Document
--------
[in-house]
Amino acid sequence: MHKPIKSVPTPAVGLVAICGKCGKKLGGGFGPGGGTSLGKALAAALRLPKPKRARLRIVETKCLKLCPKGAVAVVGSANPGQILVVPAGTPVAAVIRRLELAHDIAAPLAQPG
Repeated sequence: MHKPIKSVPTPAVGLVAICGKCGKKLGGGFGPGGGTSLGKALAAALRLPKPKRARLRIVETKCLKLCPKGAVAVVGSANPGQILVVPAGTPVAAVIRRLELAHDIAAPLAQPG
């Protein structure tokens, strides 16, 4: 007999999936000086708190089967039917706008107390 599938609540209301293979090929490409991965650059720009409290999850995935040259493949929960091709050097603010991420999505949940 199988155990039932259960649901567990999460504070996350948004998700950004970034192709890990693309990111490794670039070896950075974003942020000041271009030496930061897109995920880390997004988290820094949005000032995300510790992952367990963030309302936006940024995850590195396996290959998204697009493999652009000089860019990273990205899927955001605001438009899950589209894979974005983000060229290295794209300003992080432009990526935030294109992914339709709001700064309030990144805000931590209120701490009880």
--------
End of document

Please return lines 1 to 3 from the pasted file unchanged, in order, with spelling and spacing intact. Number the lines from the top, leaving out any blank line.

[in-house]
Amino acid sequence: MHKPIKSVPTPAVGLVAICGKCGKKLGGGFGPGGGTSLGKALAAALRLPKPKRARLRIVETKCLKLCPKGAVAVVGSANPGQILVVPAGTPVAAVIRRLELAHDIAAPLAQPG
Repeated sequence: MHKPIKSVPTPAVGLVAICGKCGKKLGGGFGPGGGTSLGKALAAALRLPKPKRARLRIVETKCLKLCPKGAVAVVGSANPGQILVVPAGTPVAAVIRRLELAHDIAAPLAQPG